SunEdison: Should A Long-Term Investor Consider This Company?

May. 6.14 | About: SunEdison (SUNEQ)


SunEdison has executed well on its project pipeline and is rapidly reducing the gap with First Solar in project deployments.

The cash flow and valuation impact of SunEdision's semiconductor will be unclear until the spin off is completed.

To value SunEdison accurately, management needs to model and share the risks of the retained value with its investors.

We believe solar is the energy technology of the future. We like the solar space and our favorite company in the space is First Solar (NASDAQ:FSLR). You can read about First Solar thesis here. The company that is closest to First Solar in terms of strong solar technology is SunPower (NASDAQ:SPWR). You can read our opinion about SPWR here.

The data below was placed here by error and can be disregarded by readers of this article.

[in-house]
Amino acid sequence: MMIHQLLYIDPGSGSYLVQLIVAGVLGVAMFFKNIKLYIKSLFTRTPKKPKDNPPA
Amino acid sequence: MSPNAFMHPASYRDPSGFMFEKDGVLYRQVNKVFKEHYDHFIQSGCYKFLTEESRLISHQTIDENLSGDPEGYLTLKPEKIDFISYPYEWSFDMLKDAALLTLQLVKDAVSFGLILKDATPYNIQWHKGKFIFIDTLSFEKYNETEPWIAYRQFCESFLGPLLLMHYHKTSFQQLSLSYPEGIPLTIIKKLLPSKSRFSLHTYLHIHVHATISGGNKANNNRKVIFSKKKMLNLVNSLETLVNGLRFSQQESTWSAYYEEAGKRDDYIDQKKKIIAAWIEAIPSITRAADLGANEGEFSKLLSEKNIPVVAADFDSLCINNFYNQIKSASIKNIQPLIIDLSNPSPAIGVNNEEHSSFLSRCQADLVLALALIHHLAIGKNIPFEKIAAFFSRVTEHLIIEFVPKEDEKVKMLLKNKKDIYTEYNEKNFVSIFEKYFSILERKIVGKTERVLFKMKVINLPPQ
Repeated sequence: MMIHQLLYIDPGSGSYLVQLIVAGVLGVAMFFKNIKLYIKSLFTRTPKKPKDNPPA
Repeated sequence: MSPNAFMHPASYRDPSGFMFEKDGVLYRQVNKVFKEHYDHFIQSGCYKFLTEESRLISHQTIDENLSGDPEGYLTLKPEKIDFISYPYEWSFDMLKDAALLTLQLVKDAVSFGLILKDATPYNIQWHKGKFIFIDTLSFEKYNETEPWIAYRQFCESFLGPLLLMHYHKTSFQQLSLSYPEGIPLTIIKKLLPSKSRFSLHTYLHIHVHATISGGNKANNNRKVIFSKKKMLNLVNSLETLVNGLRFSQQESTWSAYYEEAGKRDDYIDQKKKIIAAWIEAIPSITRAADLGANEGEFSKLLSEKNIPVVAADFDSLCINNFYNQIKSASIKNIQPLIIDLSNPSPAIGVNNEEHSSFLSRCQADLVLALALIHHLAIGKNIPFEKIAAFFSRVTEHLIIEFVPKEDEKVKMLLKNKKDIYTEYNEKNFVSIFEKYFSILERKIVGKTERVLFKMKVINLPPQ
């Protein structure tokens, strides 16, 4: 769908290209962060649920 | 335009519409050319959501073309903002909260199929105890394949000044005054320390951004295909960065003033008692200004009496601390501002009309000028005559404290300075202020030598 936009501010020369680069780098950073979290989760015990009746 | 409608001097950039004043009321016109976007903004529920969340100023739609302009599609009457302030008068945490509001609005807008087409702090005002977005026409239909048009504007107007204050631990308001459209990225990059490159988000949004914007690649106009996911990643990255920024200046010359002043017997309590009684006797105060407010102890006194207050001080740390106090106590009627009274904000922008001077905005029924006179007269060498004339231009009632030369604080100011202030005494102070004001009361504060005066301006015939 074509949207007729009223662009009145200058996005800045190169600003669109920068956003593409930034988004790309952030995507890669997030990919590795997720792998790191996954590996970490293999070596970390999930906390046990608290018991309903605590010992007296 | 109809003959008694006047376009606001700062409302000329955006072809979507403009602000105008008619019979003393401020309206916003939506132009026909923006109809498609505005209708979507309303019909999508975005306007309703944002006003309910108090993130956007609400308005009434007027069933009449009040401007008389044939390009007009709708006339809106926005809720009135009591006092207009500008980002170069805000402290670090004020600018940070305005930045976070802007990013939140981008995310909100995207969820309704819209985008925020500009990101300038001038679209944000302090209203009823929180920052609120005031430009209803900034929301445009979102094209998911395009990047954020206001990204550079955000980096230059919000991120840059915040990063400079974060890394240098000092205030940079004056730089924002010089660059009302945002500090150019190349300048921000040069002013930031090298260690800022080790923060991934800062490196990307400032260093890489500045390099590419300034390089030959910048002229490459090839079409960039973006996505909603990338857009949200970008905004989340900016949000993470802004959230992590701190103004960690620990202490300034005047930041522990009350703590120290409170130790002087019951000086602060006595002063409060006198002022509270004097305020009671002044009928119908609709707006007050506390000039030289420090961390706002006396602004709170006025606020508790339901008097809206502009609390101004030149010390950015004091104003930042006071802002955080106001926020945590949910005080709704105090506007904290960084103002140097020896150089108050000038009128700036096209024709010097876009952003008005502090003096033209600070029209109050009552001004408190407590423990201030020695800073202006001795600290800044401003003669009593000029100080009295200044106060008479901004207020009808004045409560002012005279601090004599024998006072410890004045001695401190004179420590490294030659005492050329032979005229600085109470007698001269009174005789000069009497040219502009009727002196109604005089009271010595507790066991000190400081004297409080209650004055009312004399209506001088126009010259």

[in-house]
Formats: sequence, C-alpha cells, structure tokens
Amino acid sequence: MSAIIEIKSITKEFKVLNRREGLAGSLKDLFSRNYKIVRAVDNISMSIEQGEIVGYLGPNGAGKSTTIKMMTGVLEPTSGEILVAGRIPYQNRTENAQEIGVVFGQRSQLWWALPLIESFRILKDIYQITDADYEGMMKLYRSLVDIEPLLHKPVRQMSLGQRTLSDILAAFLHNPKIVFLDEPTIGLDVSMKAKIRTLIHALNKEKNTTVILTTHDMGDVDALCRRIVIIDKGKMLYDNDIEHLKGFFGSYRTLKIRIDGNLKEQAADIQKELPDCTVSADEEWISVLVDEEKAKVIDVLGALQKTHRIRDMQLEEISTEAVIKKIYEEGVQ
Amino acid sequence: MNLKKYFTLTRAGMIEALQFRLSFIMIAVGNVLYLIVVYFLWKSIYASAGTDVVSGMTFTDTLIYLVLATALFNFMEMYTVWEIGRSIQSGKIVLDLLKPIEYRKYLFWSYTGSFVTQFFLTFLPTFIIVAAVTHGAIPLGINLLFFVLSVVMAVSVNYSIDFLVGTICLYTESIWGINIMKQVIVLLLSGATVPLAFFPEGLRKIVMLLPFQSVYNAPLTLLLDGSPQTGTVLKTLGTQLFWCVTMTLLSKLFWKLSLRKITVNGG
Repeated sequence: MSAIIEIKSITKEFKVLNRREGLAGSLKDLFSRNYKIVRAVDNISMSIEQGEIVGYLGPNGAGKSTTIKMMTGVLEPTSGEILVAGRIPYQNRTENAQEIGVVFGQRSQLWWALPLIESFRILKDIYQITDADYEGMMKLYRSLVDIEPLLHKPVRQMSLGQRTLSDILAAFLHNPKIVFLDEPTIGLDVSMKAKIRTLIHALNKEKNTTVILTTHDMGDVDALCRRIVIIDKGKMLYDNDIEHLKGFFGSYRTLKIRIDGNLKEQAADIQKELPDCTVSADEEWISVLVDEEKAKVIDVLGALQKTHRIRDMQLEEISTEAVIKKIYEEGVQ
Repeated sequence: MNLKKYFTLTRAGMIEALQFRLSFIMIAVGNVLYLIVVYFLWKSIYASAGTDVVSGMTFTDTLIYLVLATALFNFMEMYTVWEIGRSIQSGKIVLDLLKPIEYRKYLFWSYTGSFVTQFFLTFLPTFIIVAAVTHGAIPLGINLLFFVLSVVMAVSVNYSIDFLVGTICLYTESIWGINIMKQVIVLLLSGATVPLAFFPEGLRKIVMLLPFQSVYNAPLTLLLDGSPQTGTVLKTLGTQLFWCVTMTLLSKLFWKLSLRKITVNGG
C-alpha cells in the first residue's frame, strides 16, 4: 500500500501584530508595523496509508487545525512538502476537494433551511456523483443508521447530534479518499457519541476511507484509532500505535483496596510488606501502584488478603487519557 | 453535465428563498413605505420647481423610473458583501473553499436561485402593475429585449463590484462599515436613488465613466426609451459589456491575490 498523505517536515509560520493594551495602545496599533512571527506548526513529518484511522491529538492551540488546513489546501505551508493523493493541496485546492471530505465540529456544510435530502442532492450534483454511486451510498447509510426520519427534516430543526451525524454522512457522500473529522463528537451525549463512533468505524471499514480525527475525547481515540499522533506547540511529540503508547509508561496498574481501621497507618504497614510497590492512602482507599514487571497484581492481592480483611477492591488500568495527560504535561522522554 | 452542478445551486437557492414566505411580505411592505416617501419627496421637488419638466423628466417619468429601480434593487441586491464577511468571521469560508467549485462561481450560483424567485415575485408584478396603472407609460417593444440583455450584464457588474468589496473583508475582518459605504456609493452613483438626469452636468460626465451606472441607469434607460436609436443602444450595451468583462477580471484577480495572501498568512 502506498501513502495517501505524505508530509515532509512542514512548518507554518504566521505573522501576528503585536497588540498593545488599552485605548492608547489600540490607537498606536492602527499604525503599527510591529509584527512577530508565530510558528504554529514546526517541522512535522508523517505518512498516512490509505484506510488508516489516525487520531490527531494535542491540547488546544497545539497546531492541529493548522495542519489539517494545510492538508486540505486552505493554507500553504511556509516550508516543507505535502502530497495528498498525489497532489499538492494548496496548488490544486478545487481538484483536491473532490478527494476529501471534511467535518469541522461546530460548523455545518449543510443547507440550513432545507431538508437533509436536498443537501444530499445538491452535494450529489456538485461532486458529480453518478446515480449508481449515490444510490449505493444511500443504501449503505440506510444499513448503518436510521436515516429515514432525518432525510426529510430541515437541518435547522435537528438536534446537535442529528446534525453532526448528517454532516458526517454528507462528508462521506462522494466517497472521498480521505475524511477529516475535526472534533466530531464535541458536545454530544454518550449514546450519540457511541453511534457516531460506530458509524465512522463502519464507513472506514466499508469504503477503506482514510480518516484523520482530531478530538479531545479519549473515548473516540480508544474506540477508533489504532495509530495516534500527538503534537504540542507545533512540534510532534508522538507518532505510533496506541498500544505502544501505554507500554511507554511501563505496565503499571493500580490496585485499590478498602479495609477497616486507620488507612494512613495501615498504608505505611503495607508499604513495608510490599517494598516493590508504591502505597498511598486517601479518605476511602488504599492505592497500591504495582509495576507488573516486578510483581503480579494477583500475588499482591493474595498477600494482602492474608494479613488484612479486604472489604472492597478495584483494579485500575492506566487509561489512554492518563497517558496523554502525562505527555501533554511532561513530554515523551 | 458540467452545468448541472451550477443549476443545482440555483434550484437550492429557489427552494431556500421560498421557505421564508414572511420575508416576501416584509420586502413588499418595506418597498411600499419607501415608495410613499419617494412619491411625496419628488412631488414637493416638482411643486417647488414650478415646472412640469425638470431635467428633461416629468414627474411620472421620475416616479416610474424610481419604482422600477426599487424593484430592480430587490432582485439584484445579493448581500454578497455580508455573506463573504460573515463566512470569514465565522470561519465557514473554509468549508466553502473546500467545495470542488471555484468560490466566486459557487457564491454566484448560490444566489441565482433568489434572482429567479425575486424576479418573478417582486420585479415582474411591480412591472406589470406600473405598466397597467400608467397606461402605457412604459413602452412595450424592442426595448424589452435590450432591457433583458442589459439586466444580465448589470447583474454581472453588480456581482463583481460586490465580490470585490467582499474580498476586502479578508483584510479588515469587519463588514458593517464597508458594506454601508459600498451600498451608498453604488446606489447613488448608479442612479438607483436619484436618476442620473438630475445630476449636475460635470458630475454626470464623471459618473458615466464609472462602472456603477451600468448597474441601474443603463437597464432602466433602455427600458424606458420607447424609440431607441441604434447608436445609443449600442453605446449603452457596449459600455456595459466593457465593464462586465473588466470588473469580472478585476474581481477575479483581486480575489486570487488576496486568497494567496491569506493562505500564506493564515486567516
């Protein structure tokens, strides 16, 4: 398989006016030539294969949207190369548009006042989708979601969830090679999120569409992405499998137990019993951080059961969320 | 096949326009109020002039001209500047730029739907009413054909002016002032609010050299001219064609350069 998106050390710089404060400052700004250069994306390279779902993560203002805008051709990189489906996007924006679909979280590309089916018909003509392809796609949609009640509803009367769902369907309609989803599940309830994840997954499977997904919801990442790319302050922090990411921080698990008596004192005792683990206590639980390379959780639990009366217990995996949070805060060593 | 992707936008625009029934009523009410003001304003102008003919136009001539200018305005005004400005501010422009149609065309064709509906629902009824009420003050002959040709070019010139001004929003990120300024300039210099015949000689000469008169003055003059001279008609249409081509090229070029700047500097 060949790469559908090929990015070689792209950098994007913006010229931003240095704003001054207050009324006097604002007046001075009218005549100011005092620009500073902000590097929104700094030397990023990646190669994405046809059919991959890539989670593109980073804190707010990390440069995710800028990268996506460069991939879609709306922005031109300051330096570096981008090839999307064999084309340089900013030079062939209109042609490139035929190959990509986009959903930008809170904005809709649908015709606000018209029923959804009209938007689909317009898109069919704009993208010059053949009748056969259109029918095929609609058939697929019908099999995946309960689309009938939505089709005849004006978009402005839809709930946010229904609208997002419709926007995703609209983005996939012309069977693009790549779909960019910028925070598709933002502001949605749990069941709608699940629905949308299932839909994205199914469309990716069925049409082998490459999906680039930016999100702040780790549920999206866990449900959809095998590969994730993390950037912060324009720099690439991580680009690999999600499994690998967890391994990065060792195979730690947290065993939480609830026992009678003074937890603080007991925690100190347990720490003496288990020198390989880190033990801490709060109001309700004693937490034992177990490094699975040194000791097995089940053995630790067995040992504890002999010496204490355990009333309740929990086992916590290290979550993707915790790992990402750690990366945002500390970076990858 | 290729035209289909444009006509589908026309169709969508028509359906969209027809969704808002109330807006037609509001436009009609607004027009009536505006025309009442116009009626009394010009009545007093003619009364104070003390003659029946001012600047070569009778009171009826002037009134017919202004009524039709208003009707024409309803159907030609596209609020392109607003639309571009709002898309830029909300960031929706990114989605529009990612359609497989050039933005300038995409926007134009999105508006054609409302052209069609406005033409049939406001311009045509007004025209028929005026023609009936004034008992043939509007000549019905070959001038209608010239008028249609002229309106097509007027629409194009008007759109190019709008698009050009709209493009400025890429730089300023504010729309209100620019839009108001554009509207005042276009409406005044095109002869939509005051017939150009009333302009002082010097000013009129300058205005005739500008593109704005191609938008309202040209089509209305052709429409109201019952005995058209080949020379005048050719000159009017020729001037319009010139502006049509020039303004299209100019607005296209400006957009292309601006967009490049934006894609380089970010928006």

There are three other US public companies that are primarily focused in the solar panel installation business. They are: SolarCity (NASDAQ:SCTY) (see our thesis here and here), RGS Energy (NASDAQ:RGSE) (see our thesis here) and SunEdison (SUNE). Of these three, SolarCity gets the most press but we believe SunEdison may have the most compelling story. Unlike SolarCity, which is focused primarily on the kilowatt residential market, SunEdison is primarily focused on the megawatt commercial and utility scale markets. In the long term, we believe that the megawatt markets are likely to be much more sustainable and profitable for a public company. The smaller kilowatt systems are likely to see substantial margin compression and are more likely to be dominated by low overhead local and regional contractors than by high overhead public companies.